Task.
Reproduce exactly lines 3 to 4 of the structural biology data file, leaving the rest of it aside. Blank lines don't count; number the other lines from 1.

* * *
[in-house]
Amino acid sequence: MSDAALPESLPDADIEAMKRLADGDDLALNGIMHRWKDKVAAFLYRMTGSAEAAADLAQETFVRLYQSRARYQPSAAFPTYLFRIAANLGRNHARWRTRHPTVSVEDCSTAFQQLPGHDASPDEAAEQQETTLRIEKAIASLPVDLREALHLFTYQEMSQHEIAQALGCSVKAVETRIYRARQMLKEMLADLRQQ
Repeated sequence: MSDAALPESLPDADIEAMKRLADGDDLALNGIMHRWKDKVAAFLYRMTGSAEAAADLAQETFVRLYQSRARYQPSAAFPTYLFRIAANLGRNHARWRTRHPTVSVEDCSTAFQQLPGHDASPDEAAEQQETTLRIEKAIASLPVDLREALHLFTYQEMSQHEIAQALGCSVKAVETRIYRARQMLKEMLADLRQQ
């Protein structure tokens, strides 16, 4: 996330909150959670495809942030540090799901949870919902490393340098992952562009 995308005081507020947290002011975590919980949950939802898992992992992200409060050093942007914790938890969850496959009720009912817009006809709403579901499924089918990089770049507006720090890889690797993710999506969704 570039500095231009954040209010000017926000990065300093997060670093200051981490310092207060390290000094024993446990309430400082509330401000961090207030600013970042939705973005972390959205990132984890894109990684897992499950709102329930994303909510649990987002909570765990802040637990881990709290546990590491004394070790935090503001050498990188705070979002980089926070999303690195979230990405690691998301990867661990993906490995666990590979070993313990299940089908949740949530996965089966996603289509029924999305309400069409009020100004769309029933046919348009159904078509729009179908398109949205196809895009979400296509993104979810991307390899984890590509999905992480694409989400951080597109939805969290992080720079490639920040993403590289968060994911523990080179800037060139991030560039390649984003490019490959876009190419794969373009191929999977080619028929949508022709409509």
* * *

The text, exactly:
Repeated sequence: MSDAALPESLPDADIEAMKRLADGDDLALNGIMHRWKDKVAAFLYRMTGSAEAAADLAQETFVRLYQSRARYQPSAAFPTYLFRIAANLGRNHARWRTRHPTVSVEDCSTAFQQLPGHDASPDEAAEQQETTLRIEKAIASLPVDLREALHLFTYQEMSQHEIAQALGCSVKAVETRIYRARQMLKEMLADLRQQ
């Protein structure tokens, strides 16, 4: 996330909150959670495809942030540090799901949870919902490393340098992952562009 995308005081507020947290002011975590919980949950939802898992992992992200409060050093942007914790938890969850496959009720009912817009006809709403579901499924089918990089770049507006720090890889690797993710999506969704 570039500095231009954040209010000017926000990065300093997060670093200051981490310092207060390290000094024993446990309430400082509330401000961090207030600013970042939705973005972390959205990132984890894109990684897992499950709102329930994303909510649990987002909570765990802040637990881990709290546990590491004394070790935090503001050498990188705070979002980089926070999303690195979230990405690691998301990867661990993906490995666990590979070993313990299940089908949740949530996965089966996603289509029924999305309400069409009020100004769309029933046919348009159904078509729009179908398109949205196809895009979400296509993104979810991307390899984890590509999905992480694409989400951080597109939805969290992080720079490639920040993403590289968060994911523990080179800037060139991030560039390649984003490019490959876009190419794969373009191929999977080619028929949508022709409509």